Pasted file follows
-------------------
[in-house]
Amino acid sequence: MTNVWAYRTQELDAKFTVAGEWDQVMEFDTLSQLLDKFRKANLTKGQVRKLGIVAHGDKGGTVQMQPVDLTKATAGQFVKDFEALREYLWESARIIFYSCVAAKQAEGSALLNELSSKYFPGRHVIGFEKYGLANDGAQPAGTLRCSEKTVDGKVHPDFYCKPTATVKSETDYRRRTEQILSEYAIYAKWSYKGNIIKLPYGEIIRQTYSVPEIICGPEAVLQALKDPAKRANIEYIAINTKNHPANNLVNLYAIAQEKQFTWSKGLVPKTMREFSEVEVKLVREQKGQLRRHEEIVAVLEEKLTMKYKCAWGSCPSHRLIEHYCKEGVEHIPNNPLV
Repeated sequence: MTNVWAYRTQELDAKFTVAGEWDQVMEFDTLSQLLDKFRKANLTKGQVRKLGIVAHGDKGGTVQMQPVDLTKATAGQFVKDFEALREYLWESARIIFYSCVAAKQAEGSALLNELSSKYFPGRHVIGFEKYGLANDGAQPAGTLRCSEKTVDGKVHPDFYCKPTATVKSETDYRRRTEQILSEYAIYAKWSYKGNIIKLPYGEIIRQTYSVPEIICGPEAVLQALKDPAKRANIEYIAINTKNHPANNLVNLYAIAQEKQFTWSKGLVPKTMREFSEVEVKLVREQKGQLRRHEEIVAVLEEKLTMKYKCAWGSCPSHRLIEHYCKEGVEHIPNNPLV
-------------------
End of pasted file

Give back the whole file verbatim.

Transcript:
[in-house]
Amino acid sequence: MTNVWAYRTQELDAKFTVAGEWDQVMEFDTLSQLLDKFRKANLTKGQVRKLGIVAHGDKGGTVQMQPVDLTKATAGQFVKDFEALREYLWESARIIFYSCVAAKQAEGSALLNELSSKYFPGRHVIGFEKYGLANDGAQPAGTLRCSEKTVDGKVHPDFYCKPTATVKSETDYRRRTEQILSEYAIYAKWSYKGNIIKLPYGEIIRQTYSVPEIICGPEAVLQALKDPAKRANIEYIAINTKNHPANNLVNLYAIAQEKQFTWSKGLVPKTMREFSEVEVKLVREQKGQLRRHEEIVAVLEEKLTMKYKCAWGSCPSHRLIEHYCKEGVEHIPNNPLV
Repeated sequence: MTNVWAYRTQELDAKFTVAGEWDQVMEFDTLSQLLDKFRKANLTKGQVRKLGIVAHGDKGGTVQMQPVDLTKATAGQFVKDFEALREYLWESARIIFYSCVAAKQAEGSALLNELSSKYFPGRHVIGFEKYGLANDGAQPAGTLRCSEKTVDGKVHPDFYCKPTATVKSETDYRRRTEQILSEYAIYAKWSYKGNIIKLPYGEIIRQTYSVPEIICGPEAVLQALKDPAKRANIEYIAINTKNHPANNLVNLYAIAQEKQFTWSKGLVPKTMREFSEVEVKLVREQKGQLRRHEEIVAVLEEKLTMKYKCAWGSCPSHRLIEHYCKEGVEHIPNNPLV